bo_busillo
VMware Employee
VMware Employee

SD Boot issue Solution in 7.x

Issue The host goes into an un-responsive state due to: "Bootbank cannot be found at path '/bootbank” and boot device is in an APD state.

This issue is seen due to the boot device failing to respond & enter APD state (All paths down). Some cases, Host goes to non-responsive state & shows disconnected from vCenter.

As of 7.0 Update 1, the format of the ESX-OSData boot data partition has been changed. Instead of using FAT it is using a new format called VMFS-L. This new format allows much more and faster I/O to the partition. The level of read and write traffic is overwhelming and corrupting many less capable SD cards.

We have come across lot of customer’s reporting bootbank errors (host booting from SD cards) and host going into un-responsive state in ESXi version 7. 

Our VMware engineering team is gathering information for a fix, there is a new vmkusb driver version available for testing. There is currently a workaround in place, which is to install version-2 of vmkusb driver and monitor the host.

The action plan for future resolution would be to replace the SD card/s with a capable device/disk. Per the best practices mentioned on Installation guide. 

The version 7.0 Update 2 VMware ESXi Installation and Setup Guide, page 12, specifically says that the ESX-OSData partition "must be created on high-endurance storage devices".

https://docs.vmware.com/en/VMware-vSphere/7.0/vsphere-esxi-702-installation-setup-guide.pdf

You can also refer to the below KB:

Reference: https://kb.vmware.com/s/article/83376?lang=en_US

Resolution

VMware engineering has a fix that will be in the next release of 7.02 P03 which is planned for sometime in July 2021.

162 Replies
einstein-a-go-g
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Dell have issues a statement they no longer recommend installing on SD card, so if they supplied a server with SD for the use of 7.0.2a - get a refund and send it back!

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einstein-a-go-g
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again VMware just state use "high endurance flash" it's possible the days of SD card/USB for ESXi 7.0.2a installs is over.!

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einstein-a-go-g
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the issue is the wear level of the "flash technology" or the quality of the flash technology.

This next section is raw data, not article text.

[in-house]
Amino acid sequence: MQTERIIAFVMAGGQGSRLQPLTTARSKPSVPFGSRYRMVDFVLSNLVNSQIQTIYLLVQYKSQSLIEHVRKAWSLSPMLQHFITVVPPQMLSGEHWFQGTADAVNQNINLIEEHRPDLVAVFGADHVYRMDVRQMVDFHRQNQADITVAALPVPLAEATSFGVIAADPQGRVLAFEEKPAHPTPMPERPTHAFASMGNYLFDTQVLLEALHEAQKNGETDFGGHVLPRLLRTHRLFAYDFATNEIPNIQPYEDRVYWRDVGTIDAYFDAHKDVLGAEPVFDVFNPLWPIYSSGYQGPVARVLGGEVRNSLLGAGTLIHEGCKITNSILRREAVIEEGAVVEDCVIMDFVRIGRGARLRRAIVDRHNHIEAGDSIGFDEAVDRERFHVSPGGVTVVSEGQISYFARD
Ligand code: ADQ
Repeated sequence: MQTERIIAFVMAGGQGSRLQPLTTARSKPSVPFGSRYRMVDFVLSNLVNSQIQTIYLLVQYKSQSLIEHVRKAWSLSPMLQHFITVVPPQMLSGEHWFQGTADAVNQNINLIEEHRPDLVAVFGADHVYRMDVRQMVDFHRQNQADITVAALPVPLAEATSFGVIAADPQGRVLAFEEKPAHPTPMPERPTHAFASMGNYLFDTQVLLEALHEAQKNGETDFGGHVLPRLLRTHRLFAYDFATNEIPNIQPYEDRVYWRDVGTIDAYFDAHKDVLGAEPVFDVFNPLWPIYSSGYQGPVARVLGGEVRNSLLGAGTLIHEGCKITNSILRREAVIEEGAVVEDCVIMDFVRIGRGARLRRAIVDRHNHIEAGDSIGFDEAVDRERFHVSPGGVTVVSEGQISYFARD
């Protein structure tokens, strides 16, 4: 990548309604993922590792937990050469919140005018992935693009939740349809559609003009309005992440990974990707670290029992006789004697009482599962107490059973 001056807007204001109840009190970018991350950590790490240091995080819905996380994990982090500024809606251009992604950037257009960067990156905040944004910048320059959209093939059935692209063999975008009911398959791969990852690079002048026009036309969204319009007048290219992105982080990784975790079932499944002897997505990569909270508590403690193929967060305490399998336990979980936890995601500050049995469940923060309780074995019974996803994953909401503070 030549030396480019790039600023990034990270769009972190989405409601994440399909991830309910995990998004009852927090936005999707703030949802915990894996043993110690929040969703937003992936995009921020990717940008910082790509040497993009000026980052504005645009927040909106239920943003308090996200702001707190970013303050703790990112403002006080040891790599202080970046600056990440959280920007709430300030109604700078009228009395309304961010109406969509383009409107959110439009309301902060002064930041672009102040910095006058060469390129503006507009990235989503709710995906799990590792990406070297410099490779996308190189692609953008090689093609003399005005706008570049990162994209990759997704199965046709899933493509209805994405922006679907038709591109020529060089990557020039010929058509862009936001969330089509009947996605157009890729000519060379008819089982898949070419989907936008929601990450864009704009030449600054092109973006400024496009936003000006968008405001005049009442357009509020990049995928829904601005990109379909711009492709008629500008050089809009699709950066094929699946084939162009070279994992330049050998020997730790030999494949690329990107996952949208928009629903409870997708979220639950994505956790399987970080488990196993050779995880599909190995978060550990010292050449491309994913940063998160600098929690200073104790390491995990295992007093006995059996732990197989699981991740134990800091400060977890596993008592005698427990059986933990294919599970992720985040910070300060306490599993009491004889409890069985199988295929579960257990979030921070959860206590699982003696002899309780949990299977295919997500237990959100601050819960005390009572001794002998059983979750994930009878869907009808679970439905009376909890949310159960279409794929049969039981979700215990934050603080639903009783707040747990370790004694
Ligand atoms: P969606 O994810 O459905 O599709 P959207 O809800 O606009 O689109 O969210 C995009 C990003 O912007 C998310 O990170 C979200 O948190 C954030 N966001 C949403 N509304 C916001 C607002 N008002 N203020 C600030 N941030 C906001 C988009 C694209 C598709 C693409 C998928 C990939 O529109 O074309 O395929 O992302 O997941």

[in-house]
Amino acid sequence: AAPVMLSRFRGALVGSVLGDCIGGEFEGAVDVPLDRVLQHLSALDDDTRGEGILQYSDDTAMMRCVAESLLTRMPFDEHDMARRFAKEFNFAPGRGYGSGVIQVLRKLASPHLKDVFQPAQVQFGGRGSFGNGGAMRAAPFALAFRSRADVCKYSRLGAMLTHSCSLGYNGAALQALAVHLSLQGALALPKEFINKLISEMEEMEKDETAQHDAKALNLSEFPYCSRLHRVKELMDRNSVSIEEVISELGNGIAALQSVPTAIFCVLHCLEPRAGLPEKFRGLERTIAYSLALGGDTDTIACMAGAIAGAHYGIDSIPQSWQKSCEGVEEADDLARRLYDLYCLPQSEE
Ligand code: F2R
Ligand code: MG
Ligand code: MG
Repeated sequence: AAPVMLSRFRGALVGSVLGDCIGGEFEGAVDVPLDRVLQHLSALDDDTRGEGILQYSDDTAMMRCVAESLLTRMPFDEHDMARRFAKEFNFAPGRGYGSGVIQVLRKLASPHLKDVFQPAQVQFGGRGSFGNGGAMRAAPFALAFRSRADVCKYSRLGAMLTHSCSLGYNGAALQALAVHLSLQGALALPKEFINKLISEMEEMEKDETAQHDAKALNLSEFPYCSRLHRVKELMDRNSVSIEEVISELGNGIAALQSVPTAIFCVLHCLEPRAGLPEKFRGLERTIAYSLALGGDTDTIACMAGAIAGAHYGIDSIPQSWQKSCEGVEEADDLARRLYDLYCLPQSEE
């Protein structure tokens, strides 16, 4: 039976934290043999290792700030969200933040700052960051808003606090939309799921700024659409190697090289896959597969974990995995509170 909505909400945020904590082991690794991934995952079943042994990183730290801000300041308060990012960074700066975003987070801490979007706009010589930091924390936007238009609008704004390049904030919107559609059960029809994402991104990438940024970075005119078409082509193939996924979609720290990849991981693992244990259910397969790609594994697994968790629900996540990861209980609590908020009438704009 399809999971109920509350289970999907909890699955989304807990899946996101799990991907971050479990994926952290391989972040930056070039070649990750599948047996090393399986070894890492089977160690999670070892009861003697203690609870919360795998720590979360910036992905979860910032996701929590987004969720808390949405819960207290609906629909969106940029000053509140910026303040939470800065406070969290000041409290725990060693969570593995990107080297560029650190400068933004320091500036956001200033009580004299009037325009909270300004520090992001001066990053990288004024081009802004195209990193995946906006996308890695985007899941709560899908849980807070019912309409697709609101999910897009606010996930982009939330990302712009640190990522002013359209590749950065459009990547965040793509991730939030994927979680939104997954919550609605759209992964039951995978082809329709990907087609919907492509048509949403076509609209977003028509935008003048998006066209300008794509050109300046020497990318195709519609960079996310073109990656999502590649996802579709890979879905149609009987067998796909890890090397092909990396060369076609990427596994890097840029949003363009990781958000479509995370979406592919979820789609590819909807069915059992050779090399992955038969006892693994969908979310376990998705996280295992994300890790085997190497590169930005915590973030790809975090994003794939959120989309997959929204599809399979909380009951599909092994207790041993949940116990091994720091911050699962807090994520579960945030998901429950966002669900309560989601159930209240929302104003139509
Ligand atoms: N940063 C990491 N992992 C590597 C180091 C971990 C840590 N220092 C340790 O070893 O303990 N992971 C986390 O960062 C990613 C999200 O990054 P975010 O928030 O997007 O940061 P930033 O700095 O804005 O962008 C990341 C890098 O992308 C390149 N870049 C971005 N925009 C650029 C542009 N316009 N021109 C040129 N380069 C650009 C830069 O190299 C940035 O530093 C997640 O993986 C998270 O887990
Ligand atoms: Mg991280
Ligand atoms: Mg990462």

This would apply to all things flash.

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einstein-a-go-g
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We are currently checking ESXi versions old an new to compare read and write cycles to SD/microSD because we have connected up logic analysers to servers whilst ESXi is running in realtime to debug and collect data.

One thing is if ESXi 7.0.2a is wearing out microSD/SD cards which are certified for 4K and 8K video transfer at 60fps, then ESXI *MUST* be doing some very heavy writing to the media, and considering we've always been SOLD, it's called "'" for Embedded, and goes memory resident, it's doing some serious writing, and would not be long before SATA M2. SSD, BOSS cards are also worn out!

They have better wear, but the lifetime will be reduced significantly.

MicroSD card connected into server and logic analyserMicroSD card connected into server and logic analyser

logic analyser, decoded protocol in realtime with ESXilogic analyser, decoded protocol in realtime with ESXi

and before anyone gets funky in the thread WHY !!!! Because we can !!!!! That's what we do best Embedded Electronic Debugging!!!! 

sysadmin84
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@einstein-a-go-g wrote:

One thing is if ESXi 7.0.2a is wearing out microSD/SD cards which are certified for 4K and 8K video transfer at 60fps, then ESXI *MUST* be doing some very heavy writing to the media, and considering we've always been SOLD, it's called "'" for Embedded, and goes memory resident, it's doing some serious writing, and would not be long before SATA M2. SSD, BOSS cards are also worn out!


Agreed. If this is expected behavior with ESXi 7, why is VMWare working on a patch? We have a small environment, we write our logs to our SAN, ESXi runs from ram, we use Dell branded SD cards. How much IO can there be to corrupt them? From what I've read the majority is from the clustering service (vCLS) VMs .

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PatrickDLong
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@einstein-a-go-gthis debug analysis looks really interesting, although I admit I have no idea what I'm looking at on your real-time graph - can you explain a bit about the visualization, and have you been able to run old/new versions of ESXi to compare?  I'm also interested in your statement regarding I/O to the boot device that you've read that the "majority is from the clustering service (vCLS) VMs".  I have suspected vCLS played a role as well - in fact I even suggested this very thing in one of my comments on @JailBreak 's blog article about this subject - but I haven't seen that written anywhere else. Can you point to your sources for that information?  I'd like to read more.